“The overtime rates are a big issue, because we rely on it to make up our pay. Under the new offer if we work on the weekend as part of our roster it’s a flat rate for voluntary overtime. We have been here now for three days, and we hope this will make the company come back to us with a far better offer.”
Another Battersea driver said, “We are doing more tasks than even the train drivers. When you see the traffic on the road it’s like a war every day you take a bus. We need to be so alert to everything because you are taking care of the life of passengers. Unite needs to get us better pay, otherwise people will be leaving the job.
“The cost of living is affecting us. I work nearly 60 hours per week with overtime. The company knows people need to work overtime, but when you look at the net pay, it’s not enough. We are also not on the same pay. If all the drivers from all the companies came together, we would be more effective. They divide us so that we are not united.”
A driver from Beddington Cross garage in south Croydon explained, “What drivers want is for all drivers to be on £20 an hour. And by the looks of it they are quite willing to stand their ground. Especially when we saw what the directors have given themselves—one of them got a 46 percent pay increase and another one got a 41 percent pay increase.
“When we were outside, one of the managers and HR were saying that us asking for £20 an hour would cost them something in the region of £20 million, which is not really my problem.
“For the next three weeks I’m going to be working for 7-days until I get my long weekend, but there’s more to life than giving them every single day of your life to make them happy. All they’re interested in is making the mileage.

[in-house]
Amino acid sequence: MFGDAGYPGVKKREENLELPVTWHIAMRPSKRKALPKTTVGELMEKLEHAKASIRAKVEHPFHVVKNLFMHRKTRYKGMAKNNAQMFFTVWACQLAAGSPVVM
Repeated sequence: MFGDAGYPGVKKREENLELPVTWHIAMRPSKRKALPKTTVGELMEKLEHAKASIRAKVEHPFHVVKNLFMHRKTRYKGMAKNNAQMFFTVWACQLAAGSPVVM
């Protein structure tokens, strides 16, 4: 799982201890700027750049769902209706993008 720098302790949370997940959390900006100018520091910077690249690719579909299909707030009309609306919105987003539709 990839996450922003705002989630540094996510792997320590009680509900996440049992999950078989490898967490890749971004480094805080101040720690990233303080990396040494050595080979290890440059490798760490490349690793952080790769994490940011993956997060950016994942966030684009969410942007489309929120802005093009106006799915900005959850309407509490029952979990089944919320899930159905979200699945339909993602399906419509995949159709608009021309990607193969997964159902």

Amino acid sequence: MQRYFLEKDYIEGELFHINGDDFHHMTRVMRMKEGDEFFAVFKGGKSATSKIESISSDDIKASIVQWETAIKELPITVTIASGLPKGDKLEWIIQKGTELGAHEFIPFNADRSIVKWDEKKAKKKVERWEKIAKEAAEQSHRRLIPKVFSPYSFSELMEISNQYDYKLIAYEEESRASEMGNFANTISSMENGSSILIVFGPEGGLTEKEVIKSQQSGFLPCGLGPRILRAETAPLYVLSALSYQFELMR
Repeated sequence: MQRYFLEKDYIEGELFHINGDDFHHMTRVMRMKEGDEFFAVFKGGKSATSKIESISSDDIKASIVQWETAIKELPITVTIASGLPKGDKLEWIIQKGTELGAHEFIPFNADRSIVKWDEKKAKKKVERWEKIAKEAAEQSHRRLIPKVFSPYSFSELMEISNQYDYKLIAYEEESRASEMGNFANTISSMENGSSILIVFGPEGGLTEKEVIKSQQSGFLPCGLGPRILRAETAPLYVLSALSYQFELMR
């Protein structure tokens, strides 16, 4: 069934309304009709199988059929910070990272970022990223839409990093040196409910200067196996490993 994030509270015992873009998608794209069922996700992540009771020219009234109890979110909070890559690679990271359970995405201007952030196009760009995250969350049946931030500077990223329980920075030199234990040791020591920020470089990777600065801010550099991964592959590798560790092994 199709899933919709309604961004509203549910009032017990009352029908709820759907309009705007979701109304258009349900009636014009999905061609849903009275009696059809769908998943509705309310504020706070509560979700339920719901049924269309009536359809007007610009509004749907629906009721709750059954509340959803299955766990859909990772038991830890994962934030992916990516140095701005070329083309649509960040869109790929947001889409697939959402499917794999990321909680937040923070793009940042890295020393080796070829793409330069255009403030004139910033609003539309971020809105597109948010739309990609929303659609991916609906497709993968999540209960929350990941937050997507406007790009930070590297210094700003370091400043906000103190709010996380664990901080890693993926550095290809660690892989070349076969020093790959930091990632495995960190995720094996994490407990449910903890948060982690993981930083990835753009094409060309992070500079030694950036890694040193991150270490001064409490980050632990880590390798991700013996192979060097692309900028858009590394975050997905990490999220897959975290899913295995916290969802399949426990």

“I don’t see the drivers of Abellio backing down, and I think a lot of the other bus companies’ garages are waiting to see whether they should have stuck to their ground and not accepted what they were given as well. Drivers who can’t afford to pay £1,500 or £2,000 rent a month have got no choice but to work all that overtime. Fortunately, I’ve got a housing association property so my rent’s not sky-high. If I had to pay private rent, I don’t know what I’d be doing, I’d be knackered.
“Sharon Graham has helped every bus company or every transport and haulage company past the Watford Gap. I’ve not really seen her stoking the fire to help the London bus drivers. It’s almost like they’re keeping you in a pen, poking you with that hot poker, keeping you away from the fire to stop you from fanning any flames and causing a riot. People have just had enough.
“You’re paying your rent and then a good majority of your pay is going on your gas and electric. Food has gone up. Even a litre of milk has gone from £1.45 to £1.89 or £1.90-something. That’s just for a litre. Thank God I don’t have little kids. I’d be probably destitute. I said to one of the drivers, if you’re in a two-income house it’s probably a little bit better, but if you’re a one-income house and you’re just paying the bills, you are done for. Some people will have to work rest days.
“Everyone should be on the same rate of pay, all drivers. You’re all doing the same job. You all go out in the morning, you all check the bus, you’re all going out to the same place, and you have to sit and listen to people moaning at you all day, sitting in the traffic, come back with the bus, sign-off. So why are we all on different pay rates?”